Please take a few minutes to read Hattie’s book section Feedback in Schools, linked here.

As you read, make note in particular of the three feedback questions,

  • Where am I going?,
  • How am I going? and,
  • Where to next?

and also the four levels of feedback,

  • task,
  • process,
  • self-regulation,
  • and self.

The following diagram shows Hattie’s model as a flowchart.

Feedback flowchart

Hattie, J., & Timperley, H. (2007). The power of feedback. Review of Educational Research, 77, 81–112.

As a learning designer, you need to consider how you will provide opportunities for feedback. In EDCI 335, we are relying on lots of peer feedback, described below, and also providing ways for you and your learning pod to get more specific and focused feedback as needed. Feedback from multiple sources (instructors, peers, authentic audiences) contributes to the learner developing the necessary metacognitive skills and strategies to take responsibility for their own learning. Feedback should answer each of Hattie’s three questions, it should be directed at reducing the gap between the learner’s performance and the learning outcome, and it should provide a clear pathway to improving performance.

Peer Feedback

An under-appreciated form of feedback is peer feedback, where a learner’s peers provide feedback based on specific criteria. Slavin (2011) found that, in addition to the social pressure for group members to help each other, there are cognitive benefits to both giving and receiving feedback from peers. For the learner giving feedback, there can be significant benefits from the processes of elaborating on explanations where the learner giving feedback needs to elaborate on their own understanding of the concept in order to explain it more clearly to their peer. Additionally, this models for the receiver how the giver thinks through the concept, giving them exposure to a wider variety of cognitive skills. The receiver also benefits from the provision of simplified explanations that are specific to their own concerns, from the ability to practice, and simply from receiving correction about their work.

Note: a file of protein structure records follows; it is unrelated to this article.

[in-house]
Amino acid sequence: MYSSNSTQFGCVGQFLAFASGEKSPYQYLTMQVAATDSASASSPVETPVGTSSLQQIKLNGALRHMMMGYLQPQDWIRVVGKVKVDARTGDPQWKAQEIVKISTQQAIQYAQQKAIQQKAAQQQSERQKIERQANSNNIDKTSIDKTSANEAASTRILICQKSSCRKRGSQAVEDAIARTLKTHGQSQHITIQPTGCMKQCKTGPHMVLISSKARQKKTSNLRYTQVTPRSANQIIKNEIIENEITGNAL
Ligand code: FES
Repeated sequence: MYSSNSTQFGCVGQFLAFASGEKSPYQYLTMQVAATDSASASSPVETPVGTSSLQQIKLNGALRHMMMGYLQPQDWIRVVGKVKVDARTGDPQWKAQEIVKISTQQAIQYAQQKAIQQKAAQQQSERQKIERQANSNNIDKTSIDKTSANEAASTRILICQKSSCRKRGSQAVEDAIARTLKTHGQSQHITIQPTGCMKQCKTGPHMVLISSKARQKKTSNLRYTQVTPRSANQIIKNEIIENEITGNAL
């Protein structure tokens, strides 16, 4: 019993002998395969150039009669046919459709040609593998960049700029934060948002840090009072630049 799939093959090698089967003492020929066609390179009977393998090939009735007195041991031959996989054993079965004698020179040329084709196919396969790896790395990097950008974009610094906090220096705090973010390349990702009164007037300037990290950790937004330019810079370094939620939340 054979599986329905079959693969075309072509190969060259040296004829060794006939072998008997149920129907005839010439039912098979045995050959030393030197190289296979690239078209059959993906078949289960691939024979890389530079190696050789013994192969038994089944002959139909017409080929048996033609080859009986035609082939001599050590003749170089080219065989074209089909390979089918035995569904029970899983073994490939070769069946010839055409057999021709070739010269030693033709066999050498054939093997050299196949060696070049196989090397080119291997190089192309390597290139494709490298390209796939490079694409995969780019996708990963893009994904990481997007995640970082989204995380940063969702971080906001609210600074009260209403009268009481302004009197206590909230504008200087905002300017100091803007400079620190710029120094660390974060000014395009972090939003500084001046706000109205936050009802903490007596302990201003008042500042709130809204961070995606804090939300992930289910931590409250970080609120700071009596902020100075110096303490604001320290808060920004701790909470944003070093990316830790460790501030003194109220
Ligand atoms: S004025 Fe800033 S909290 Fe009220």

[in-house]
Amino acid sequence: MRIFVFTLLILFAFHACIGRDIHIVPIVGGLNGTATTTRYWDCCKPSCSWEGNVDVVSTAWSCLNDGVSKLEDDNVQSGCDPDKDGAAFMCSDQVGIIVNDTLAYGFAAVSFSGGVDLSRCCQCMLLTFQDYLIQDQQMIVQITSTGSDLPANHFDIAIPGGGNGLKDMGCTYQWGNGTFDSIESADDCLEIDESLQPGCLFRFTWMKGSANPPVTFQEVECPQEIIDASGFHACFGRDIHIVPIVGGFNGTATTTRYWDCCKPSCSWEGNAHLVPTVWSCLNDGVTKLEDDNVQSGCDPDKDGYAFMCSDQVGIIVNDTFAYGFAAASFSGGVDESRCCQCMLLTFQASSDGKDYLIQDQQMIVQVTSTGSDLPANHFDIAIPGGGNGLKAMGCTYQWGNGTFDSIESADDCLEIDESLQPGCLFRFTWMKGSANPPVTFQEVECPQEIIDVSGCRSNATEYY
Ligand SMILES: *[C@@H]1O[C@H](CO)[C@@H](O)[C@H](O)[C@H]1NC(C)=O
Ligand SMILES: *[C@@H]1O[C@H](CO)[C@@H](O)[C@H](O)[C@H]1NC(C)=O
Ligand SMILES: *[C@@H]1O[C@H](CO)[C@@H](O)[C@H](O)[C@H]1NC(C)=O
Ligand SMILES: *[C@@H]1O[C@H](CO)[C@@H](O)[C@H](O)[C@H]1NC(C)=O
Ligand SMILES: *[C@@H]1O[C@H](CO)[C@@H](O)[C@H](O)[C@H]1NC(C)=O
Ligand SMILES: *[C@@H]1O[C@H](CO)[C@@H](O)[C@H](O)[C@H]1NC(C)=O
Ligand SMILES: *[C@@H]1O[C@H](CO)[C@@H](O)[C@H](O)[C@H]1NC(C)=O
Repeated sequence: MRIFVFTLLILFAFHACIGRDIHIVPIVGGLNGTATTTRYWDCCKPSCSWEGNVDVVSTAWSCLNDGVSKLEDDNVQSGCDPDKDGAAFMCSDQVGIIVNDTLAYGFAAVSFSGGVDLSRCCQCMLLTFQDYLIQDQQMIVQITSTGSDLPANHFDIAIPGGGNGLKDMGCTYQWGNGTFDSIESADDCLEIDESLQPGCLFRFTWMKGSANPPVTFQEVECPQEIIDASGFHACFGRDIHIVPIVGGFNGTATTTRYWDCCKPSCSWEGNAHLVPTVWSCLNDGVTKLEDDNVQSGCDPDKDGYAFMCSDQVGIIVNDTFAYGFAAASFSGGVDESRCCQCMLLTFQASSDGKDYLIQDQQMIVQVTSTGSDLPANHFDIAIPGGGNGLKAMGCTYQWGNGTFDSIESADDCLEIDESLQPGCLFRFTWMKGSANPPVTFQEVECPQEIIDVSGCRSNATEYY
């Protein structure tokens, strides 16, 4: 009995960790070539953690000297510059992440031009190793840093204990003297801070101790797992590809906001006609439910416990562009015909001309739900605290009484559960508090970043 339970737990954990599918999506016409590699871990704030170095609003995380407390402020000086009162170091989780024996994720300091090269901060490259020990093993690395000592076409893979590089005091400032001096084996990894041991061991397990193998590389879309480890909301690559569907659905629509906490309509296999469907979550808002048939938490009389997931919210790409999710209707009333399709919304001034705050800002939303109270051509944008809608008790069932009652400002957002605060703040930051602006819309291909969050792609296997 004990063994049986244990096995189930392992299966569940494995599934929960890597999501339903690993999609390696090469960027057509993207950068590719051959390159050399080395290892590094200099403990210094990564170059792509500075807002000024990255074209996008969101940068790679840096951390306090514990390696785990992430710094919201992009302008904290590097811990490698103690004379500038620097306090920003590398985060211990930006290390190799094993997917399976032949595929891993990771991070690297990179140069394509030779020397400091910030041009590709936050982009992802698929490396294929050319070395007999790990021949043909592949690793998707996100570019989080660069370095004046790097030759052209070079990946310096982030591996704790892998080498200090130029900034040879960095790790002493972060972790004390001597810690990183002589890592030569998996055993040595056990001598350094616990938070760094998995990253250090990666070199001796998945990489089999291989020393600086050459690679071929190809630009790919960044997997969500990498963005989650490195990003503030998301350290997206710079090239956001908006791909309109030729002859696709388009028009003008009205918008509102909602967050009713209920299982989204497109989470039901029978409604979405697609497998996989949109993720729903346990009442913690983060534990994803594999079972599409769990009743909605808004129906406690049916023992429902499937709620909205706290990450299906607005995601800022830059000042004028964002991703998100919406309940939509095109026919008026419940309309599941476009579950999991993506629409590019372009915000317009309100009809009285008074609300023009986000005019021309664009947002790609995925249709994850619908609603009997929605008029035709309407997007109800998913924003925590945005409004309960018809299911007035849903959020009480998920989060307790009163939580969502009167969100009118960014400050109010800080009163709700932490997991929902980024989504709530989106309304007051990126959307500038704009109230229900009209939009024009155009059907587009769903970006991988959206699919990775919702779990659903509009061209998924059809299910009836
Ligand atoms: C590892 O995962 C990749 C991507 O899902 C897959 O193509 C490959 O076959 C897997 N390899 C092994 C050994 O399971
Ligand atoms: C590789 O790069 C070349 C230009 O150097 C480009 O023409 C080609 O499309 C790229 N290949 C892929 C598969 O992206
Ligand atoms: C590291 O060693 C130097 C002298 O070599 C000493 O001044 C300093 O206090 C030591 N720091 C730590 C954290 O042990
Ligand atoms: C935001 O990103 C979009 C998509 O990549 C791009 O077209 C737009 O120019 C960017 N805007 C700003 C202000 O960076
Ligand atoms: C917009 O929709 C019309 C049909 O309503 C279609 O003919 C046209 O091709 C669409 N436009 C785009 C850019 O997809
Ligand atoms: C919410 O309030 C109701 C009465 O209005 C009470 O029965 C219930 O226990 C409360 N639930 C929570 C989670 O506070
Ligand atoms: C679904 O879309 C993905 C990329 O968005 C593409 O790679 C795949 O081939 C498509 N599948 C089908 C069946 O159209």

Watch Austin’s Butterfly to observe the power of feedback for a Kindergarten learner. Feedback should be timely, specific, and constructive. When feedback is presented in a way that makes the necessary changes appear accessible, within reach, and something that will clearly improve the original product/attempt, it makes it easier to receive and apply. Pay close attention to how each attempt shows such drastic improvement. Try to identify the specific feedback that led to the changes in each of Austin’s attempts. How can you apply what you see in this video to providing feedback to learners or peers?

In EDCI 335, you were asked to form Learning Pods as an initial task. Your projects were designed in a way that asked you to work as a team to create an artifact. Ideally as you worked you collaborated to set informal criteria for what the group work would look like. Your responsibility to your group might be to check in as you work to ensure that your understanding matches what your group is expecting. Negotiating learning experiences together is one way to co-regulate and clarify information during a unit of study.

Hattie, J. (2011). Feedback in schools. In R. Sutton, M. J. Hornsey, & K. M. Douglas (Eds.), Feedback: The communication of praise, criticism, and advice. Peter Lang Publishing.
Hattie, J., & Timperley, H. (2007). The power of feedback. Review of Educational Research, 77, 81–112.
Slavin, R. E. (2011). Instruction based on cooperative learning. In R. E. Mayer & P. A. Alexander (Eds.), Handbook of research on learning and instruction (pp. 344–360). Routledge.